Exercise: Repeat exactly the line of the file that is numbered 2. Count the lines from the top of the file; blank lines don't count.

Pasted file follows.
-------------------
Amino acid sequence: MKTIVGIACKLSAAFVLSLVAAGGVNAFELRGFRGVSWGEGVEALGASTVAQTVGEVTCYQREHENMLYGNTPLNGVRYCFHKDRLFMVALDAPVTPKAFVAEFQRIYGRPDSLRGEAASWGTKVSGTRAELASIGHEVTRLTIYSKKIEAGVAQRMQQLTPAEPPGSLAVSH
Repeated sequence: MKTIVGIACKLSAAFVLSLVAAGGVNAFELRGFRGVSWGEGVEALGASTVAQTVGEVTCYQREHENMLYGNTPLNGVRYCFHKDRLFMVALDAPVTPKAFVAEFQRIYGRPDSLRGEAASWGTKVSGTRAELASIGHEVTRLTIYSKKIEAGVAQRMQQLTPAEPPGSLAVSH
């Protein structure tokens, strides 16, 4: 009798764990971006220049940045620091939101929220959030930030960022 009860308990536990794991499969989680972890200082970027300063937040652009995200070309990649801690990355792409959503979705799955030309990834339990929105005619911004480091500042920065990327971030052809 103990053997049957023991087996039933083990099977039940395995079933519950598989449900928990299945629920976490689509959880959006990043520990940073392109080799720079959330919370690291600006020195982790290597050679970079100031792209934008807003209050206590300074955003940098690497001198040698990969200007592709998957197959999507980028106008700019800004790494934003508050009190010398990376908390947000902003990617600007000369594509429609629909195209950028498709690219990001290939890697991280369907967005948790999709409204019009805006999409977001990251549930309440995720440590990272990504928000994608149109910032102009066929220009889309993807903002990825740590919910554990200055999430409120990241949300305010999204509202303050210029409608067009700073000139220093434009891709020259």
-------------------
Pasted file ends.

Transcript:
Repeated sequence: MKTIVGIACKLSAAFVLSLVAAGGVNAFELRGFRGVSWGEGVEALGASTVAQTVGEVTCYQREHENMLYGNTPLNGVRYCFHKDRLFMVALDAPVTPKAFVAEFQRIYGRPDSLRGEAASWGTKVSGTRAELASIGHEVTRLTIYSKKIEAGVAQRMQQLTPAEPPGSLAVSH